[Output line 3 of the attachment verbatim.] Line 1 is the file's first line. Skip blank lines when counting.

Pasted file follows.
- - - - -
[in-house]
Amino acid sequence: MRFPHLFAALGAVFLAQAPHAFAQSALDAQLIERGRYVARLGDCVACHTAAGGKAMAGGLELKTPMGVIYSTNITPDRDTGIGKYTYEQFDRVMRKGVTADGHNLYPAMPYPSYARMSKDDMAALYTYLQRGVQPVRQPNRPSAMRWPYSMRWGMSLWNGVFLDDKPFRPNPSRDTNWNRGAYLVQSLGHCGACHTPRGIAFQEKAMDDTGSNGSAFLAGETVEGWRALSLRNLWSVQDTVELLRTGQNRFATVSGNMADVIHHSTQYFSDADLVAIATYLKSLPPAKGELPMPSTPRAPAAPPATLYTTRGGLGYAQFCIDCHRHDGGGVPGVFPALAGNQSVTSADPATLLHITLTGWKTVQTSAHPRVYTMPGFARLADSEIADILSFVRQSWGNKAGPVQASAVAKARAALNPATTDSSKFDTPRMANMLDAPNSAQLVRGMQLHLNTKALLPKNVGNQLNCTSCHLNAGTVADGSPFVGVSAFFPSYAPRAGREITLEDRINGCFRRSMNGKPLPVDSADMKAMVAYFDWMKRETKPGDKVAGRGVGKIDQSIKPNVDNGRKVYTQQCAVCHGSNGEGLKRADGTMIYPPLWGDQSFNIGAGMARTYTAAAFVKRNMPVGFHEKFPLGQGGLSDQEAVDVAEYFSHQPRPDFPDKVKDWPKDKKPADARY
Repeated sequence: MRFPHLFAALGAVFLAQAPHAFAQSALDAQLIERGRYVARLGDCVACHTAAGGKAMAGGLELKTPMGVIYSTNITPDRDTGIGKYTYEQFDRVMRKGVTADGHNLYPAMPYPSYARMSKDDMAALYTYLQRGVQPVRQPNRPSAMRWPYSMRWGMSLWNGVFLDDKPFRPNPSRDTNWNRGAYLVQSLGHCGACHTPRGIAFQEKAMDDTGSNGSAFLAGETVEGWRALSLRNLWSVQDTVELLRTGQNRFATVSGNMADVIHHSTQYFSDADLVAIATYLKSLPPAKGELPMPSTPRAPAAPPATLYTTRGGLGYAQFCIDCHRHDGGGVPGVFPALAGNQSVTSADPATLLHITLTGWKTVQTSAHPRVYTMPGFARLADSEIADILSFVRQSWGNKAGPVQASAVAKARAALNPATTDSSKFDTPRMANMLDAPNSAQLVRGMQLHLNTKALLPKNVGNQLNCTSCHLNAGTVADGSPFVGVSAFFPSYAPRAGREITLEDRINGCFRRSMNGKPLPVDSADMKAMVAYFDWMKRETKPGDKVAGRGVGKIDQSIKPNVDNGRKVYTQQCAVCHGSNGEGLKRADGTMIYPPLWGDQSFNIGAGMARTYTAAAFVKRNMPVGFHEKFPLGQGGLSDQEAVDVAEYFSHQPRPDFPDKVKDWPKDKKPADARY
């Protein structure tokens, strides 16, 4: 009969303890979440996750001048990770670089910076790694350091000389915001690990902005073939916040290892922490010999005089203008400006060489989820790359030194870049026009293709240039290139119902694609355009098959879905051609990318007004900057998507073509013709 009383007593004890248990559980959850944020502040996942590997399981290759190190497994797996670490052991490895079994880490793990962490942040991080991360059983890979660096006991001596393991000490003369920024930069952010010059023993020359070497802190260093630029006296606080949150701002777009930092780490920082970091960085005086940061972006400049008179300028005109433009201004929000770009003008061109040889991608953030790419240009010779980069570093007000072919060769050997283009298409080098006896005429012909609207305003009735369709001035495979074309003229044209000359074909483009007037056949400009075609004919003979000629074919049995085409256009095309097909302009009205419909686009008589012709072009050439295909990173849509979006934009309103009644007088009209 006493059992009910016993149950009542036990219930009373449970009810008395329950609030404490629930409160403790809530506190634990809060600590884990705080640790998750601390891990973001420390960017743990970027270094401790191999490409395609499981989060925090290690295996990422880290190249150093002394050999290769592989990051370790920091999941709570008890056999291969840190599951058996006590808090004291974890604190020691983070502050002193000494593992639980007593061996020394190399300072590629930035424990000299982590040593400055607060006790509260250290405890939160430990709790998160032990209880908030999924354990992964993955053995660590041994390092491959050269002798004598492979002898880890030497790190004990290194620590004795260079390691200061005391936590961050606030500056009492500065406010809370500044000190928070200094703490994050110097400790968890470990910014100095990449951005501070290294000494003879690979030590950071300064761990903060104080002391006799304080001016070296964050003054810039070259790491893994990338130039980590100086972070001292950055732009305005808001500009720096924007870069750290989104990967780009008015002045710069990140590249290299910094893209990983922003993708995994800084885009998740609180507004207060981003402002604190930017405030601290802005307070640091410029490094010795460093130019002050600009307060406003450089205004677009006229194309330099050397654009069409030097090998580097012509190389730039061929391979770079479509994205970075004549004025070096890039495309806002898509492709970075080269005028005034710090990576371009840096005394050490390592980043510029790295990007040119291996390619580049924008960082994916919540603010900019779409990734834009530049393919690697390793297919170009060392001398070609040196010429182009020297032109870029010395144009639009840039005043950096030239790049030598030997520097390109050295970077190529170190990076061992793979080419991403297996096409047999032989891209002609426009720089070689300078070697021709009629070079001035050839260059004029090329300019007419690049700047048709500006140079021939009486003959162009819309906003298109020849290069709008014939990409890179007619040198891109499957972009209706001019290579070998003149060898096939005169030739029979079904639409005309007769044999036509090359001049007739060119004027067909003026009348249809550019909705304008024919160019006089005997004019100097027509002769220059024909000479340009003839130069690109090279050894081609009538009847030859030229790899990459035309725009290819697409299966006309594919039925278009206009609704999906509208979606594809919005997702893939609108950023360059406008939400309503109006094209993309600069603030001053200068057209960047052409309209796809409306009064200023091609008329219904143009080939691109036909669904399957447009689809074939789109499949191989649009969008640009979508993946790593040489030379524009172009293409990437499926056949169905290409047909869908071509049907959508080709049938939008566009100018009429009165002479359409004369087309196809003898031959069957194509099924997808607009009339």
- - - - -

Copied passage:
Repeated sequence: MRFPHLFAALGAVFLAQAPHAFAQSALDAQLIERGRYVARLGDCVACHTAAGGKAMAGGLELKTPMGVIYSTNITPDRDTGIGKYTYEQFDRVMRKGVTADGHNLYPAMPYPSYARMSKDDMAALYTYLQRGVQPVRQPNRPSAMRWPYSMRWGMSLWNGVFLDDKPFRPNPSRDTNWNRGAYLVQSLGHCGACHTPRGIAFQEKAMDDTGSNGSAFLAGETVEGWRALSLRNLWSVQDTVELLRTGQNRFATVSGNMADVIHHSTQYFSDADLVAIATYLKSLPPAKGELPMPSTPRAPAAPPATLYTTRGGLGYAQFCIDCHRHDGGGVPGVFPALAGNQSVTSADPATLLHITLTGWKTVQTSAHPRVYTMPGFARLADSEIADILSFVRQSWGNKAGPVQASAVAKARAALNPATTDSSKFDTPRMANMLDAPNSAQLVRGMQLHLNTKALLPKNVGNQLNCTSCHLNAGTVADGSPFVGVSAFFPSYAPRAGREITLEDRINGCFRRSMNGKPLPVDSADMKAMVAYFDWMKRETKPGDKVAGRGVGKIDQSIKPNVDNGRKVYTQQCAVCHGSNGEGLKRADGTMIYPPLWGDQSFNIGAGMARTYTAAAFVKRNMPVGFHEKFPLGQGGLSDQEAVDVAEYFSHQPRPDFPDKVKDWPKDKKPADARY